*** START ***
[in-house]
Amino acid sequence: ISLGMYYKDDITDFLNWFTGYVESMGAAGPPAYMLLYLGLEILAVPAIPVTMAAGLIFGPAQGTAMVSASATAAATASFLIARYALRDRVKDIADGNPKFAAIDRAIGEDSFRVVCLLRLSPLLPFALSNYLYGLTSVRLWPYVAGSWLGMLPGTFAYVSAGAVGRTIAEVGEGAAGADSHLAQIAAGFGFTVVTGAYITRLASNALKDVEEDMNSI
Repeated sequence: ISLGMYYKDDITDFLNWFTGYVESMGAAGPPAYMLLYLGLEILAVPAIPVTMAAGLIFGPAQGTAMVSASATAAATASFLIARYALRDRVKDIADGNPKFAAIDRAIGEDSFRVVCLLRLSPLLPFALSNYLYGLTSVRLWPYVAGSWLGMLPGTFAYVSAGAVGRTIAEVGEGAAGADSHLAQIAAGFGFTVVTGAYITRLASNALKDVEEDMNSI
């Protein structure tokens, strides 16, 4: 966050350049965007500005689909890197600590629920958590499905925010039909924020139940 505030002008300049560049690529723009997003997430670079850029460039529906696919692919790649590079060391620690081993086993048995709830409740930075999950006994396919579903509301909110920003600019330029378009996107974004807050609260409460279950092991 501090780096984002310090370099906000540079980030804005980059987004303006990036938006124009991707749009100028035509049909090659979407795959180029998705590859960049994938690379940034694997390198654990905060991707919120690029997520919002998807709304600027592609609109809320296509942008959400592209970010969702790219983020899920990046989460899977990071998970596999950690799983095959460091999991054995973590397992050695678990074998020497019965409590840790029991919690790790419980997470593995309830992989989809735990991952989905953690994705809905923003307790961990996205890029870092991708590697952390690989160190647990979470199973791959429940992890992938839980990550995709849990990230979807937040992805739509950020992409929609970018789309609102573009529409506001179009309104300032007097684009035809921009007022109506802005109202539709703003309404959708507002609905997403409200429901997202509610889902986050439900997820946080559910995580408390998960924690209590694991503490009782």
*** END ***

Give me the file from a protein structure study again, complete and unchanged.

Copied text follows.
[in-house]
Amino acid sequence: ISLGMYYKDDITDFLNWFTGYVESMGAAGPPAYMLLYLGLEILAVPAIPVTMAAGLIFGPAQGTAMVSASATAAATASFLIARYALRDRVKDIADGNPKFAAIDRAIGEDSFRVVCLLRLSPLLPFALSNYLYGLTSVRLWPYVAGSWLGMLPGTFAYVSAGAVGRTIAEVGEGAAGADSHLAQIAAGFGFTVVTGAYITRLASNALKDVEEDMNSI
Repeated sequence: ISLGMYYKDDITDFLNWFTGYVESMGAAGPPAYMLLYLGLEILAVPAIPVTMAAGLIFGPAQGTAMVSASATAAATASFLIARYALRDRVKDIADGNPKFAAIDRAIGEDSFRVVCLLRLSPLLPFALSNYLYGLTSVRLWPYVAGSWLGMLPGTFAYVSAGAVGRTIAEVGEGAAGADSHLAQIAAGFGFTVVTGAYITRLASNALKDVEEDMNSI
């Protein structure tokens, strides 16, 4: 966050350049965007500005689909890197600590629920958590499905925010039909924020139940 505030002008300049560049690529723009997003997430670079850029460039529906696919692919790649590079060391620690081993086993048995709830409740930075999950006994396919579903509301909110920003600019330029378009996107974004807050609260409460279950092991 501090780096984002310090370099906000540079980030804005980059987004303006990036938006124009991707749009100028035509049909090659979407795959180029998705590859960049994938690379940034694997390198654990905060991707919120690029997520919002998807709304600027592609609109809320296509942008959400592209970010969702790219983020899920990046989460899977990071998970596999950690799983095959460091999991054995973590397992050695678990074998020497019965409590840790029991919690790790419980997470593995309830992989989809735990991952989905953690994705809905923003307790961990996205890029870092991708590697952390690989160190647990979470199973791959429940992890992938839980990550995709849990990230979807937040992805739509950020992409929609970018789309609102573009529409506001179009309104300032007097684009035809921009007022109506802005109202539709703003309404959708507002609905997403409200429901997202509610889902986050439900997820946080559910995580408390998960924690209590694991503490009782």